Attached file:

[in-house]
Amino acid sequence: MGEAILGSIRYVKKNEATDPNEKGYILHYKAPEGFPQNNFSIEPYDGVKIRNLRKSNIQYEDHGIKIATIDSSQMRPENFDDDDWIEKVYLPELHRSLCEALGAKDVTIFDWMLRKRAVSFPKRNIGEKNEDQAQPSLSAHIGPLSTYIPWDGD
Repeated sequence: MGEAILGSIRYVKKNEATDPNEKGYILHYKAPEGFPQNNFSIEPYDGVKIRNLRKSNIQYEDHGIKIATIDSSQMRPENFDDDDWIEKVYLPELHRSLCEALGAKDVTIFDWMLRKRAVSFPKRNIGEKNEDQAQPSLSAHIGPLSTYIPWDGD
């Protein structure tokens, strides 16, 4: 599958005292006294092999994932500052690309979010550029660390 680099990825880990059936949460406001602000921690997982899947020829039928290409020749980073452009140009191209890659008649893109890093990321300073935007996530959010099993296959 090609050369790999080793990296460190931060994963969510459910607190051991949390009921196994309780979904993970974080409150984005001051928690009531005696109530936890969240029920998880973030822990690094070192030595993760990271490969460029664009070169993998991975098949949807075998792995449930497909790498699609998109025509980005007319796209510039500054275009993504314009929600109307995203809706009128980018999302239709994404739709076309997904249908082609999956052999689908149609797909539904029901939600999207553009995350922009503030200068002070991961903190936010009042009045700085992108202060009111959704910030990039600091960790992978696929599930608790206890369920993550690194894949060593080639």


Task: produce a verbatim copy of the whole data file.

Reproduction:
[in-house]
Amino acid sequence: MGEAILGSIRYVKKNEATDPNEKGYILHYKAPEGFPQNNFSIEPYDGVKIRNLRKSNIQYEDHGIKIATIDSSQMRPENFDDDDWIEKVYLPELHRSLCEALGAKDVTIFDWMLRKRAVSFPKRNIGEKNEDQAQPSLSAHIGPLSTYIPWDGD
Repeated sequence: MGEAILGSIRYVKKNEATDPNEKGYILHYKAPEGFPQNNFSIEPYDGVKIRNLRKSNIQYEDHGIKIATIDSSQMRPENFDDDDWIEKVYLPELHRSLCEALGAKDVTIFDWMLRKRAVSFPKRNIGEKNEDQAQPSLSAHIGPLSTYIPWDGD
């Protein structure tokens, strides 16, 4: 599958005292006294092999994932500052690309979010550029660390 680099990825880990059936949460406001602000921690997982899947020829039928290409020749980073452009140009191209890659008649893109890093990321300073935007996530959010099993296959 090609050369790999080793990296460190931060994963969510459910607190051991949390009921196994309780979904993970974080409150984005001051928690009531005696109530936890969240029920998880973030822990690094070192030595993760990271490969460029664009070169993998991975098949949807075998792995449930497909790498699609998109025509980005007319796209510039500054275009993504314009929600109307995203809706009128980018999302239709994404739709076309997904249908082609999956052999689908149609797909539904029901939600999207553009995350922009503030200068002070991961903190936010009042009045700085992108202060009111959704910030990039600091960790992978696929599930608790206890369920993550690194894949060593080639």